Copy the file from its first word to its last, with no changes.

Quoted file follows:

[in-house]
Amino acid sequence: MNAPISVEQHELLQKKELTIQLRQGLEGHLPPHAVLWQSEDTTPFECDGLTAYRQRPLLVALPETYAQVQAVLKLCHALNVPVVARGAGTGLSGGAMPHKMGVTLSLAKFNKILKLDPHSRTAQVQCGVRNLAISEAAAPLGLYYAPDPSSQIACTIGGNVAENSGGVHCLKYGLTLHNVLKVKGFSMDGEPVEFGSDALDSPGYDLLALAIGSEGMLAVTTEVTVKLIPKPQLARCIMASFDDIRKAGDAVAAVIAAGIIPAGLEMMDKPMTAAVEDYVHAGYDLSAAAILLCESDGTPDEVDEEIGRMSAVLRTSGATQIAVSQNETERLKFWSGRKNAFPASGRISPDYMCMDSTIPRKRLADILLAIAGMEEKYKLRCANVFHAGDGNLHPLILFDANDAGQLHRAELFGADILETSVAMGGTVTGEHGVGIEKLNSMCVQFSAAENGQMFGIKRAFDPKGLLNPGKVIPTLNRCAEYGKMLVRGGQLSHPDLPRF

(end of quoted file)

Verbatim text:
[in-house]
Amino acid sequence: MNAPISVEQHELLQKKELTIQLRQGLEGHLPPHAVLWQSEDTTPFECDGLTAYRQRPLLVALPETYAQVQAVLKLCHALNVPVVARGAGTGLSGGAMPHKMGVTLSLAKFNKILKLDPHSRTAQVQCGVRNLAISEAAAPLGLYYAPDPSSQIACTIGGNVAENSGGVHCLKYGLTLHNVLKVKGFSMDGEPVEFGSDALDSPGYDLLALAIGSEGMLAVTTEVTVKLIPKPQLARCIMASFDDIRKAGDAVAAVIAAGIIPAGLEMMDKPMTAAVEDYVHAGYDLSAAAILLCESDGTPDEVDEEIGRMSAVLRTSGATQIAVSQNETERLKFWSGRKNAFPASGRISPDYMCMDSTIPRKRLADILLAIAGMEEKYKLRCANVFHAGDGNLHPLILFDANDAGQLHRAELFGADILETSVAMGGTVTGEHGVGIEKLNSMCVQFSAAENGQMFGIKRAFDPKGLLNPGKVIPTLNRCAEYGKMLVRGGQLSHPDLPRF